USC alumni start healthy and ‘authentic’ sauce business

Alumni Maxine Lau and Qiyuan You wanted to develop an authentic and healthy sauce while providing a healthier option. The sauce is currently being sold at 400 Whole Foods. (Photo courtesy of Maxine Lau)

As an Asian American college student, USC alumna Maxine Lau yearned for authentic hot Chinese dishes that reminded her of home. Unsatisfied with the campus dining halls and nearby restaurants, Lau took matters into her own hands.

While taking the Venture Initiation course at the USC Marshall School of Business, Lau developed her startup Lahtt Sauce, and met her future business partner Qiyuan You. With the goal of providing healthier food options that resonate with their cultural origins, Lau and You partnered to expand Lahtt Sauce, Chinese-style sauce made with simple ingredients to dip, marinate and stir-fry food.

Last fall, Lahtt Sauce received $2,500 for the Venture Validation award hosted by the USC Stevens Student Innovator Showcase. After selling their sauce on Amazon and less than 40 local stores, Lahtt Sauce expanded its distribution to 400 Whole Foods locations across the nation this August.

After many taste tests and packaging revisions, Lau and You proceeded to pitch Lahtt Sauce to wholesale distributors and online retailers, such as Milk and Eggs and Alhambra Farmers Market. The challenge was finding manufacturers capable of delivering the health and flavor standards Lahtt Sauce promises, as well as encouraging retailers to buy into the vision and potential of the company.

“We pitch the business first with a great product that meets our standards in quality and taste,”  Lau wrote in an email to the Daily Trojan. “We educate the vendors with the history and versatile use of the product. We’re looking to expand our product line and launch a new product by [quarter one] of next year. We’re looking to continue to grow within the natural channel and boost online sales through Amazon.”

Lahtt Sauce originally featured two flavors: bacon and shrimp, and a vegan sauce with shiitake mushrooms. Along with their market expansion and in order to remain competitive, the company began offering a diverse range of selections for customers — including hot, medium and mild spice levels — as well as two more vegan options.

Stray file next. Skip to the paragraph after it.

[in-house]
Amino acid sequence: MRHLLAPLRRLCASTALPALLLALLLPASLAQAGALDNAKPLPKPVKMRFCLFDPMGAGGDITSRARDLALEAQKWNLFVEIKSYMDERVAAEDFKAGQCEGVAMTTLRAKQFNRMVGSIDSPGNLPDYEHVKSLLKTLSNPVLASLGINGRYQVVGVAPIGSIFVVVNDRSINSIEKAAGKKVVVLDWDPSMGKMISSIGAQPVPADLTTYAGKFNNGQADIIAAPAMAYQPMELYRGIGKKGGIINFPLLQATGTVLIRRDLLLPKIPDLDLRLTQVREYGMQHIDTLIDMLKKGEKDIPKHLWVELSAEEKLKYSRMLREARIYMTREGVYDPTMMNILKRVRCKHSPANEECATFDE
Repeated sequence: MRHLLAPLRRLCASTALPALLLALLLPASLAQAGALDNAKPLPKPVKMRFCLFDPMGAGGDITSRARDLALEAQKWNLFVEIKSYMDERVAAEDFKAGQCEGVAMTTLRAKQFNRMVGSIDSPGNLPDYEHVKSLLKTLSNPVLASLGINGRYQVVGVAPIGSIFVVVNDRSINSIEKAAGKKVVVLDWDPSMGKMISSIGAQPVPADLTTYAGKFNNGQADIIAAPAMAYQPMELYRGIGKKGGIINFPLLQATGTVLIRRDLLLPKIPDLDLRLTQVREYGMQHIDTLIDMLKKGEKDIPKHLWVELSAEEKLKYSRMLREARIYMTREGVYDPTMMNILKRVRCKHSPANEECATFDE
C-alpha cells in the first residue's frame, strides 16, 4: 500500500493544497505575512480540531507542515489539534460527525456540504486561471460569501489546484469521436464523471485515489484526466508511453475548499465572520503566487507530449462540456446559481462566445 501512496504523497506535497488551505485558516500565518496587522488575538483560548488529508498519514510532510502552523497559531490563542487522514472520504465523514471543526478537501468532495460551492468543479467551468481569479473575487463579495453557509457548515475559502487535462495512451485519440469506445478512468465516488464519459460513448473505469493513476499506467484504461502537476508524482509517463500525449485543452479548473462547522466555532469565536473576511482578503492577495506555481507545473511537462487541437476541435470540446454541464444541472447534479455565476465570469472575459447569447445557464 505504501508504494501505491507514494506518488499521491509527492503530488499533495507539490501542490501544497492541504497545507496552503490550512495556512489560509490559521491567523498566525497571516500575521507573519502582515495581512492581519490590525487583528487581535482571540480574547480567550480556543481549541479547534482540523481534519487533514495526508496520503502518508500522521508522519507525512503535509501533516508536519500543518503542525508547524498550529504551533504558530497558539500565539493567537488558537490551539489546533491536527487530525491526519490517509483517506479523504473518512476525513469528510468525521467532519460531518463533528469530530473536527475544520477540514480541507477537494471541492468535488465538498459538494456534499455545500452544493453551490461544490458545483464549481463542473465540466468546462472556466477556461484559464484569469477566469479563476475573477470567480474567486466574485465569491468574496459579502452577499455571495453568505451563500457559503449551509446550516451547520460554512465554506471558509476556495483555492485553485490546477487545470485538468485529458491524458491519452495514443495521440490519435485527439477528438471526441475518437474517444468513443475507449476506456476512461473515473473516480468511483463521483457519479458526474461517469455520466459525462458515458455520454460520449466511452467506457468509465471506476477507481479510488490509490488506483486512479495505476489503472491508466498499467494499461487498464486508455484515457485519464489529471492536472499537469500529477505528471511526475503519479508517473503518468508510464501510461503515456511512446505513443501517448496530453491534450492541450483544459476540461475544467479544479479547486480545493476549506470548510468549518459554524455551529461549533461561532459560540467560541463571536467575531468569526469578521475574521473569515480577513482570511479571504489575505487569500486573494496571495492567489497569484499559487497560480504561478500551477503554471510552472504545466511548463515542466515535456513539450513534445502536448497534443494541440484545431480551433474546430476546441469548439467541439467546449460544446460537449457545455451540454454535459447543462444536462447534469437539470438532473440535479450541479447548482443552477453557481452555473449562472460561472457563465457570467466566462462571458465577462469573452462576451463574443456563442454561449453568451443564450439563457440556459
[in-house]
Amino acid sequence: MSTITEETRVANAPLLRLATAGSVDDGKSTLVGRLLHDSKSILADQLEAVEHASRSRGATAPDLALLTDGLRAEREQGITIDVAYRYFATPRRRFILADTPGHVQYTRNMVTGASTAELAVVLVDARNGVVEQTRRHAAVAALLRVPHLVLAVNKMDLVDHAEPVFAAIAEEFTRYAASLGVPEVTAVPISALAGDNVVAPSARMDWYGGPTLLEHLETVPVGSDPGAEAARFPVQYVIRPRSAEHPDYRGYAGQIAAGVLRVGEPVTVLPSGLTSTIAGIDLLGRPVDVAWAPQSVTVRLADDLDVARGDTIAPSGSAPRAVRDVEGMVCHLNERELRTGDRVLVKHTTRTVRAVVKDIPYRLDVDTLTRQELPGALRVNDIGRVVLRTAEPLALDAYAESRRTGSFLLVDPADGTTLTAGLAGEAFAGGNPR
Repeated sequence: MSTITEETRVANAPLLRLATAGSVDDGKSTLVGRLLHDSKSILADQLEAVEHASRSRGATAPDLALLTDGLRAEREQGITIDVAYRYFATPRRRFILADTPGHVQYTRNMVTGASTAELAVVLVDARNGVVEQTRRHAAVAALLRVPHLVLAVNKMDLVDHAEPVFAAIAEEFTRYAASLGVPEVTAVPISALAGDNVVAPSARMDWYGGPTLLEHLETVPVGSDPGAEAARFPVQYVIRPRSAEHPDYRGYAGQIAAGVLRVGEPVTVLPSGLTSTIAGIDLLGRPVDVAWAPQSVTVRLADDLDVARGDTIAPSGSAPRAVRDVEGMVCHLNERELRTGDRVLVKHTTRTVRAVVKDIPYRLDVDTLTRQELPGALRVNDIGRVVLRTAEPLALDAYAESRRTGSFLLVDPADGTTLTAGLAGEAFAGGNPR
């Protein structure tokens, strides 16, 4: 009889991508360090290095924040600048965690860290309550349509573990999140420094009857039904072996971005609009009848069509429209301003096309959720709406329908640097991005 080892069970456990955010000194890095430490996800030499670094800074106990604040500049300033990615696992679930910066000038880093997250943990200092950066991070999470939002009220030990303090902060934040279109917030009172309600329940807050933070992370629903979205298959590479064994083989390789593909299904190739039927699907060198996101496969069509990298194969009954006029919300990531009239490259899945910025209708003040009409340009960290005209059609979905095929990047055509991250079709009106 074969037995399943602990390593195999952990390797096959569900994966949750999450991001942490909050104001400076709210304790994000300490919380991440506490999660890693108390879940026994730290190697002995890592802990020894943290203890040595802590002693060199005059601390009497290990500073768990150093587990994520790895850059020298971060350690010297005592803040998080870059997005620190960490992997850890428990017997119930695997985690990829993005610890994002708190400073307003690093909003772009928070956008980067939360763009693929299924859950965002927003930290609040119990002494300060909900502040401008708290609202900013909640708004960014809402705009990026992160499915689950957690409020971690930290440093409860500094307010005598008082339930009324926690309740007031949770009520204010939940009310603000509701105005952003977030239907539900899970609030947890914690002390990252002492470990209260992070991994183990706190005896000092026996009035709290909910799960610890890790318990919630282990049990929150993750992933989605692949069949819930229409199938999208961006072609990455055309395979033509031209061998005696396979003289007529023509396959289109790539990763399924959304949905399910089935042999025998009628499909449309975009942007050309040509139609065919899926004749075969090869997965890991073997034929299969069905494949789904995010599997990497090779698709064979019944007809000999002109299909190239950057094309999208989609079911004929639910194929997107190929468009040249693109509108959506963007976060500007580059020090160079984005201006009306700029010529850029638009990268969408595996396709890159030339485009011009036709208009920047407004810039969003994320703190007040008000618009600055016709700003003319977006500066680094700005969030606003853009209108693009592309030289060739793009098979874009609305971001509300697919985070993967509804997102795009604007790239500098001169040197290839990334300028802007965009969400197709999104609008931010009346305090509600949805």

“We started out with a lot of trial and error,” Lau said. “Taking Lahtt Sauce from idea to business requires industry knowledge, network and business acumen. Many of these resources and knowledge were obtained and developed from the Master of Science in Entrepreneurship and Innovation program at USC.”

With their company’s success, Lau and You have also noticed that most Asian brands on the market were either “too Americanized” or “unconcerned with health.” To combat this problem, Lahtt Sauce aims to bridge the two extremes for health- and tasted-inclined consumers.

“Lahtt Sauce provides customers a different choice by providing a product that is not only healthy, but also authentic,” You said. “Even consumer are very concerned about health, having a healthy lifestyle and living healthier … and for those who have been to Asia and know how it tastes like … they are our target customers.”

The company devotes the majority of its efforts and attention to differentiating Lahtt Sauce from similar products on the market. The product is an alternative to Asian sauce brands that contain unhealthy levels of MSG and preservatives. Lahtt Sauce is gluten-free, crafted locally in Southern California and made with natural ingredients free from MSG, preservatives and GMOs.

In the future, Lahtt Sauce hopes to secure more sponsors and vendors that will bring exposure, volume and sales to the company. Despite fierce competition within the healthy condiment market, the company believes strongly in its mission and ability to reach the palates of more Asian cuisine enthusiasts.

“I think that consistency is really important and to be believing in what you do … Once you get to the major retailers like Whole Foods or Ralphs, I think that is 90 percent of the success,” You said. “There are a lot of competitors … so you just always have to believe in what you do and don’t give up.”